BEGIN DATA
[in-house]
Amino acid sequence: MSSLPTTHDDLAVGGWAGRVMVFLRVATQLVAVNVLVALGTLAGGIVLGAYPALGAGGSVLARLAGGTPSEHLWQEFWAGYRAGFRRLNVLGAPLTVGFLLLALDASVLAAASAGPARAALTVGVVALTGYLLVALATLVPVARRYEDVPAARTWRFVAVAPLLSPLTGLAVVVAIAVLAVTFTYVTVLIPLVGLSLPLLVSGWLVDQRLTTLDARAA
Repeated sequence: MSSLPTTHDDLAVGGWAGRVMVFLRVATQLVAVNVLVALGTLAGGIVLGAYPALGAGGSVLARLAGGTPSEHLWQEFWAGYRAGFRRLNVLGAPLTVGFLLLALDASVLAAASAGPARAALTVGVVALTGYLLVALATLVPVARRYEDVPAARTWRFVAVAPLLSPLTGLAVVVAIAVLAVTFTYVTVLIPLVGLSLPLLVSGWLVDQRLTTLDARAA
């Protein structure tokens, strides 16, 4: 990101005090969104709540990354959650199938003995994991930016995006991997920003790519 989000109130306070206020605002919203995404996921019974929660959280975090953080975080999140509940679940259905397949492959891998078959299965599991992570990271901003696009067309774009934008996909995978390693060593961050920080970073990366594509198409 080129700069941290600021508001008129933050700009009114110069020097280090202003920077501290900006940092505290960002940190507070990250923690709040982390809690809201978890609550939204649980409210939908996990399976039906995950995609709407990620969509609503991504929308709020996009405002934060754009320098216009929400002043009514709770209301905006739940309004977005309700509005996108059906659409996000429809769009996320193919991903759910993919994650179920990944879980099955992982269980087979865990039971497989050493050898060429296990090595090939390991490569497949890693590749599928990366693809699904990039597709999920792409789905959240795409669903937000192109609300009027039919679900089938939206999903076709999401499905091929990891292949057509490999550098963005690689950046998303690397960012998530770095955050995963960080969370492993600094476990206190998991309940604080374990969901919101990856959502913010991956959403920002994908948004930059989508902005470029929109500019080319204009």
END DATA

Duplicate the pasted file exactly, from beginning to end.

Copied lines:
[in-house]
Amino acid sequence: MSSLPTTHDDLAVGGWAGRVMVFLRVATQLVAVNVLVALGTLAGGIVLGAYPALGAGGSVLARLAGGTPSEHLWQEFWAGYRAGFRRLNVLGAPLTVGFLLLALDASVLAAASAGPARAALTVGVVALTGYLLVALATLVPVARRYEDVPAARTWRFVAVAPLLSPLTGLAVVVAIAVLAVTFTYVTVLIPLVGLSLPLLVSGWLVDQRLTTLDARAA
Repeated sequence: MSSLPTTHDDLAVGGWAGRVMVFLRVATQLVAVNVLVALGTLAGGIVLGAYPALGAGGSVLARLAGGTPSEHLWQEFWAGYRAGFRRLNVLGAPLTVGFLLLALDASVLAAASAGPARAALTVGVVALTGYLLVALATLVPVARRYEDVPAARTWRFVAVAPLLSPLTGLAVVVAIAVLAVTFTYVTVLIPLVGLSLPLLVSGWLVDQRLTTLDARAA
């Protein structure tokens, strides 16, 4: 990101005090969104709540990354959650199938003995994991930016995006991997920003790519 989000109130306070206020605002919203995404996921019974929660959280975090953080975080999140509940679940259905397949492959891998078959299965599991992570990271901003696009067309774009934008996909995978390693060593961050920080970073990366594509198409 080129700069941290600021508001008129933050700009009114110069020097280090202003920077501290900006940092505290960002940190507070990250923690709040982390809690809201978890609550939204649980409210939908996990399976039906995950995609709407990620969509609503991504929308709020996009405002934060754009320098216009929400002043009514709770209301905006739940309004977005309700509005996108059906659409996000429809769009996320193919991903759910993919994650179920990944879980099955992982269980087979865990039971497989050493050898060429296990090595090939390991490569497949890693590749599928990366693809699904990039597709999920792409789905959240795409669903937000192109609300009027039919679900089938939206999903076709999401499905091929990891292949057509490999550098963005690689950046998303690397960012998530770095955050995963960080969370492993600094476990206190998991309940604080374990969901919101990856959502913010991956959403920002994908948004930059989508902005470029929109500019080319204009």